STATE OF MINNESOTA

IN COURT OF APPEALS

A05-1554

 

State of Minnesota, ex rel.

Andrew Allen Guth, petitioner,

Appellant,

 

vs.

 

Joan Fabian, Commissioner of

Corrections,

Respondent.

 

Filed June 13, 2006

Affirmed in part, reversed in part, and remanded

Willis, Judge

 

Carlton County District Court

File No. CV-05-1480

 

Andrew Allen Guth, MCF-Moose Lake #210969, 1000 Lakeshore Drive, Moose Lake, MN  55767 (pro se appellant )

 

Brent D. Wartner, Assistant Legal Counsel, 1450 Energy Park Drive, Suite 200, St. Paul, MN  55108-5219 (for respondent)

 

            Considered and decided by Stoneburner, Presiding Judge; Kalitowski, Judge; and Willis, Judge.

S Y L L A B U S

An offender who is removed from the challenge incarceration program is entitled to credit against his term of imprisonment for the number of days that he served in a state correctional facility during phase I of the program.


O P I N I O N

WILLIS, Judge

In this appeal from the denial of a petition for a writ of habeas corpus, appellant contests his removal from the challenge incarceration program (CIP) and the “abscond/escape charge” on his prison record.  Because these arguments lack merit, we affirm in part.  Appellant also argues that the time he served during phase I of the CIP should be applied against his term of imprisonment.  Because Minn. Stat. § 244.171, subd. 4 (2004), does not prohibit applying against the term of imprisonment of an offender removed from the CIP the number of days that he served in a state correctional facility during phase I of the program, we reverse in part and remand to the district court to recalculate appellant’s remaining term of imprisonment.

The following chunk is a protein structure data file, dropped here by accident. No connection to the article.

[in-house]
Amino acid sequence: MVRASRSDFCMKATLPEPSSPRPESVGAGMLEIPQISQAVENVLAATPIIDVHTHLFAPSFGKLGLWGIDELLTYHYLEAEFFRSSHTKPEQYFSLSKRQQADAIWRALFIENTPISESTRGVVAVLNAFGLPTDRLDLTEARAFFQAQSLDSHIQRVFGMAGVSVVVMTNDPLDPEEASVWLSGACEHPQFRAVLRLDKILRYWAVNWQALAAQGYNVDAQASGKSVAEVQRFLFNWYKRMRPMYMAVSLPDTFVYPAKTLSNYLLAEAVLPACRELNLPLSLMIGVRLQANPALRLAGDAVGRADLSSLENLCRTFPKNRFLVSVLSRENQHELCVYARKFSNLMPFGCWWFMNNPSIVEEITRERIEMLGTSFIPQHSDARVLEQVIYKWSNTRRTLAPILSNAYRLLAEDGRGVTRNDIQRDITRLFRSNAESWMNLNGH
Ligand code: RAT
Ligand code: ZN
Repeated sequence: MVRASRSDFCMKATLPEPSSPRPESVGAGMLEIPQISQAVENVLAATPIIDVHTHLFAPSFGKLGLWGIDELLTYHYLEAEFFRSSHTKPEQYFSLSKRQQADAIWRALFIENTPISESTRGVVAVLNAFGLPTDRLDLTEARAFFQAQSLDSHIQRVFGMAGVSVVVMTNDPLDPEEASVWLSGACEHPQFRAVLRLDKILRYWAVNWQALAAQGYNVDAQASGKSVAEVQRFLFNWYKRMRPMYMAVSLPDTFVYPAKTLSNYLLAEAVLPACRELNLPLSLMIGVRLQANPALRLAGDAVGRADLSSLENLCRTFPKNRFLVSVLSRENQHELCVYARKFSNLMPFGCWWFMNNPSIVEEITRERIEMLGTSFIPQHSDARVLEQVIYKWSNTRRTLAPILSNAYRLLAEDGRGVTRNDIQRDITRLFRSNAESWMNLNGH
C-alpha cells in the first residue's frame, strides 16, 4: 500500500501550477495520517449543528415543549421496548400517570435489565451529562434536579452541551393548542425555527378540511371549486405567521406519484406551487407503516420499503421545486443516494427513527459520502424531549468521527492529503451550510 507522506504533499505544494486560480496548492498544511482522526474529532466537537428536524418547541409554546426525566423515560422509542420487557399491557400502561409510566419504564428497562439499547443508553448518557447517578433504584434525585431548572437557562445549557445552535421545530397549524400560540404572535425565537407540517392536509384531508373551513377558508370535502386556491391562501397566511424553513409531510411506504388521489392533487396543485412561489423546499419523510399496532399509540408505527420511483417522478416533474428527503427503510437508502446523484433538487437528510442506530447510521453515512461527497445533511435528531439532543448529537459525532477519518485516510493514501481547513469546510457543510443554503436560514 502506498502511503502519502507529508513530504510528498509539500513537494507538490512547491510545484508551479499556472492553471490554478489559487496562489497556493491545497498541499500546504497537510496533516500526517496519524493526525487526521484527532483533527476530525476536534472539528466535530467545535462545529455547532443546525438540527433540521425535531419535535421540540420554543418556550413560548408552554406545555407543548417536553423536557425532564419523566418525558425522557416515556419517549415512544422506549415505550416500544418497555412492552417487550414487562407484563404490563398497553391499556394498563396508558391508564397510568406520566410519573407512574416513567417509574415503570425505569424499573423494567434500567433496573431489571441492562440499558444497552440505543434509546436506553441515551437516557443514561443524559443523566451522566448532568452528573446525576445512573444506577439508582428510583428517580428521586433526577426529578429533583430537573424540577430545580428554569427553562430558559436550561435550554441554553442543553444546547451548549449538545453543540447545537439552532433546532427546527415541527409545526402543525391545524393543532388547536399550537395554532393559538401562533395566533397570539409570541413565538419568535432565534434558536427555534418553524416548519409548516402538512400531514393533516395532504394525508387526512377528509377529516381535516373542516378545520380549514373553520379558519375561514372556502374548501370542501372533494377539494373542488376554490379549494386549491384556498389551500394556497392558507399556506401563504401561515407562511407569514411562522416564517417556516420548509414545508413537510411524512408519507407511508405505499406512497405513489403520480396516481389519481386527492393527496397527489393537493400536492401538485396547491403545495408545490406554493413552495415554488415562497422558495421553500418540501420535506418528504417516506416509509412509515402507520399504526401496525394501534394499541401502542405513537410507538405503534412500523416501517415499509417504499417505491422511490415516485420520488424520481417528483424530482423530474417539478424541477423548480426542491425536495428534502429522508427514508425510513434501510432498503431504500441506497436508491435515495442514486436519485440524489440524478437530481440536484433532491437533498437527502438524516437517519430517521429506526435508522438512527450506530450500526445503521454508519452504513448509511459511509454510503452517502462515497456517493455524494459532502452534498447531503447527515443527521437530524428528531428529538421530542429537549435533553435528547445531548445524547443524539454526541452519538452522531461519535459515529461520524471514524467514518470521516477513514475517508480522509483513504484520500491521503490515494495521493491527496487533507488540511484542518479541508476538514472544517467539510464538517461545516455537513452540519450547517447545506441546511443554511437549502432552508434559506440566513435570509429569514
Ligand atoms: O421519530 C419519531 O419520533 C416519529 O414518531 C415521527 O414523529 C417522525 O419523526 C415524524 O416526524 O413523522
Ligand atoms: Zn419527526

FACTS

            In February 2003, appellant Andrew Allen Guth pleaded guilty to second-degree controlled-substance crime and was sentenced to an executed 44-month prison term, with 71 days of jail credit.  The sentence was to be served consecutively to the executed sentence that Guth was then serving for a conviction of theft of a motor vehicle.

In November 2003, Guth was approved for participation in the challenge incarceration program (CIP), which is a three-phase, community-integration program for eligible nondangerous-drug and property offenders that includes rigorous physical training, work and education programs, chemical-dependency treatment, intensive supervision and surveillance, random drug and alcohol testing, and a high level of offender accountability.  An offender completes phase I, commonly called “boot camp,” in a participating Minnesota correctional facility and completes phases II and III at a pre-approved residence, under the supervision of an assigned supervising agent.

Before entering the CIP, Guth signed an agreement that includes the following provision:

I understand and agree that violation of any of the rules of the facility may constitute grounds for termination of my CIP status and return to a Minnesota Correctional Facility, and that if my CIP status is terminated the time served in the CIP will not be credited toward my original term of imprisonment.